8 Friendship Red Flags You Really Shouldn’t Ignore
Of course, we all have hectic weeks when we’re slammed with work or dealing with personal matters that distract us from time to time. But if you find yourself always doing the emotional heavy lifting, it could be a sign that your friend doesn’t value the relationship as much as you do, Applebury cautions.
You feel obligated to maintain the friendship.
It can be draining to force yourself to maintain a relationship that just isn’t clicking, and oftentimes, people will stay in older friendships that they’ve outgrown due to an underlying sense of obligation, Applebury says. (For example, think of that childhood or family friend that you’ve kept around for ol’ times’ sake, even though you have nothing in common anymore).
This isn’t the brightest of red flags, and it isn’t necessarily indicative of a toxic dynamic. “But if you’re feeling more obligated to be friends versus actually wanting to have a genuine relationship, it’s okay to reevaluate that person in your life,” Kelaher says. Because at the end of the day, spending time with your friends should leave you feeling refreshed and content, not empty or exhausted.
They’re secretly (or not so secretly) competing with you.
Consider this scenario: You tell that friend (you know the one) that you got a raise at work. Instead of giving you a supportive hug or sending a celebratory text, they one-up you with, “Well, I actually got a promotion last week!” Or perhaps the two of you just got back from an intense yoga workout that’s left you shaking and they say something like, “Oh, that class was way too easy for me.”
Sound familiar? It’s one thing to feel an occasional moment of envy, but the person who turns everything into a game of “who has it better” likely doesn’t have your best interests at heart, Kelaher says. You can try telling them how you feel (maybe they don’t realize what they’re doing) but again, if they’re not receptive, that’s another warning sign, she adds.
They’re unable to truly, sincerely apologize.
In even the healthiest of friendships, you’re bound to fight. Maybe it’s a silly little argument about how you’re constantly late to everything, or perhaps the violation is something more serious, like one of you accidentally revealed something the other wasn’t cool with. Either way, it’s important for both of you to communicate effectively and recognize when you messed up.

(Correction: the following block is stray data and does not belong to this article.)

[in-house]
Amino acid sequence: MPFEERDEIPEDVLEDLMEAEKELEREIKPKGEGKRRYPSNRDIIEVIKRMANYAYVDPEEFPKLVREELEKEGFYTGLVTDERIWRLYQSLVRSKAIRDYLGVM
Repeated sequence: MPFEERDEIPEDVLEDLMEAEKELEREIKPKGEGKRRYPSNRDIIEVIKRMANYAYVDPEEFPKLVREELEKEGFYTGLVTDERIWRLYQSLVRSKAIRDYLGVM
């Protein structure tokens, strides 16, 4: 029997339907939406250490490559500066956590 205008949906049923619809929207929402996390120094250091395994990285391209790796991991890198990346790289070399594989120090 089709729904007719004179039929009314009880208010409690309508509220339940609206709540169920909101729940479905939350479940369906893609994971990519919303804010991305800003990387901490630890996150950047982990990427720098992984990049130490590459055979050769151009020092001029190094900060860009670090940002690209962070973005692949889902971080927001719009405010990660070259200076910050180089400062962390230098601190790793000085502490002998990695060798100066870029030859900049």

“It’s okay to make mistakes in friendships, and obviously that is going to happen with someone you’ve known for long enough,” Applebury says. “But if your friend is unable to apologize or be held accountable for their behaviors, it’s going to become difficult to depend on and trust them down the line,” she explains. This lack of accountability may look like someone who starts off an apology with “I’m sorry that you’re offended,” or “I’m sorry, but I didn’t think it’d hurt you.” As SELF has previously reported, a genuine apology shouldn’t be a debate; it’s a conversation that involves putting someone else’s feelings first, instead of focusing on your own.
They don’t respect the boundaries you set.
“In healthy friendships, people understand that sometimes they will be told no and this is okay,” according to Kelaher. Maybe you don’t want to share what’s bothering you right this second. Or they keep bringing up your ex—even though you asked them a hundred times to stop. Or they’re trying to tell you who you should (or shouldn’t) hang out with. “Every once and again, we may buff up against someone’s boundaries, but if you notice yours are consistently not being respected, then this may be a sign of a toxic relationship,” she says.
You can’t tell where you end and they begin anymore.
Honestly, most of us love our best friends so much that we’d spend every waking moment with them if we could. We tell them our secrets, we share our best (and absolute worst) moments with them, and sometimes, we even find ourselves unintentionally adopting some of their quirky mannerisms. That’s how influential friends can be.